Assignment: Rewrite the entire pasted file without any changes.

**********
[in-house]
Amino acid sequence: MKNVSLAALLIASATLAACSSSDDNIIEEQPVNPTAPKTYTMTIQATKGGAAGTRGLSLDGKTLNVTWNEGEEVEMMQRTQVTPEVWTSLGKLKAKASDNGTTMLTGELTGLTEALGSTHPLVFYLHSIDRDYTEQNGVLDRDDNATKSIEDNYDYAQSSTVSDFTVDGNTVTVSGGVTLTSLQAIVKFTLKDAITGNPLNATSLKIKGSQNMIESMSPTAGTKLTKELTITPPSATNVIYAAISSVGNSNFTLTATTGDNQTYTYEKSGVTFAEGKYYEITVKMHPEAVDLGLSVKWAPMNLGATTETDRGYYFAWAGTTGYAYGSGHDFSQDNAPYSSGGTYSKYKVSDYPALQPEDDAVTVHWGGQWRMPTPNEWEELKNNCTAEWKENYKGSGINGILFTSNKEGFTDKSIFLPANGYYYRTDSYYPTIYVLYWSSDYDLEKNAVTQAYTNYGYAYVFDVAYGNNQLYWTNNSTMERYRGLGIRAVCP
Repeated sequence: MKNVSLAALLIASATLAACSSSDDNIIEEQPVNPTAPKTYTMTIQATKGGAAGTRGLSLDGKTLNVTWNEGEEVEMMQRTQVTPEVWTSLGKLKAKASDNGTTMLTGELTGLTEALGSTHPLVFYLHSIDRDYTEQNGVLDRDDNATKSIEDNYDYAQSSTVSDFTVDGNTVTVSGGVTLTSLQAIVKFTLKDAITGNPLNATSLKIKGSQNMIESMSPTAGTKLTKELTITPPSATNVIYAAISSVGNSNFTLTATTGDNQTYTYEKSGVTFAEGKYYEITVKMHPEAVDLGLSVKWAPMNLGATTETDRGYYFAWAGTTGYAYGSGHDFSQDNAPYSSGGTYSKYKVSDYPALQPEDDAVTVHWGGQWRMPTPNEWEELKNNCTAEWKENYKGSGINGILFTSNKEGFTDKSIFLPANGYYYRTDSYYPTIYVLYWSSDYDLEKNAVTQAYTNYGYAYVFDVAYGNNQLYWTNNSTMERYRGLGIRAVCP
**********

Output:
[in-house]
Amino acid sequence: MKNVSLAALLIASATLAACSSSDDNIIEEQPVNPTAPKTYTMTIQATKGGAAGTRGLSLDGKTLNVTWNEGEEVEMMQRTQVTPEVWTSLGKLKAKASDNGTTMLTGELTGLTEALGSTHPLVFYLHSIDRDYTEQNGVLDRDDNATKSIEDNYDYAQSSTVSDFTVDGNTVTVSGGVTLTSLQAIVKFTLKDAITGNPLNATSLKIKGSQNMIESMSPTAGTKLTKELTITPPSATNVIYAAISSVGNSNFTLTATTGDNQTYTYEKSGVTFAEGKYYEITVKMHPEAVDLGLSVKWAPMNLGATTETDRGYYFAWAGTTGYAYGSGHDFSQDNAPYSSGGTYSKYKVSDYPALQPEDDAVTVHWGGQWRMPTPNEWEELKNNCTAEWKENYKGSGINGILFTSNKEGFTDKSIFLPANGYYYRTDSYYPTIYVLYWSSDYDLEKNAVTQAYTNYGYAYVFDVAYGNNQLYWTNNSTMERYRGLGIRAVCP
Repeated sequence: MKNVSLAALLIASATLAACSSSDDNIIEEQPVNPTAPKTYTMTIQATKGGAAGTRGLSLDGKTLNVTWNEGEEVEMMQRTQVTPEVWTSLGKLKAKASDNGTTMLTGELTGLTEALGSTHPLVFYLHSIDRDYTEQNGVLDRDDNATKSIEDNYDYAQSSTVSDFTVDGNTVTVSGGVTLTSLQAIVKFTLKDAITGNPLNATSLKIKGSQNMIESMSPTAGTKLTKELTITPPSATNVIYAAISSVGNSNFTLTATTGDNQTYTYEKSGVTFAEGKYYEITVKMHPEAVDLGLSVKWAPMNLGATTETDRGYYFAWAGTTGYAYGSGHDFSQDNAPYSSGGTYSKYKVSDYPALQPEDDAVTVHWGGQWRMPTPNEWEELKNNCTAEWKENYKGSGINGILFTSNKEGFTDKSIFLPANGYYYRTDSYYPTIYVLYWSSDYDLEKNAVTQAYTNYGYAYVFDVAYGNNQLYWTNNSTMERYRGLGIRAVCP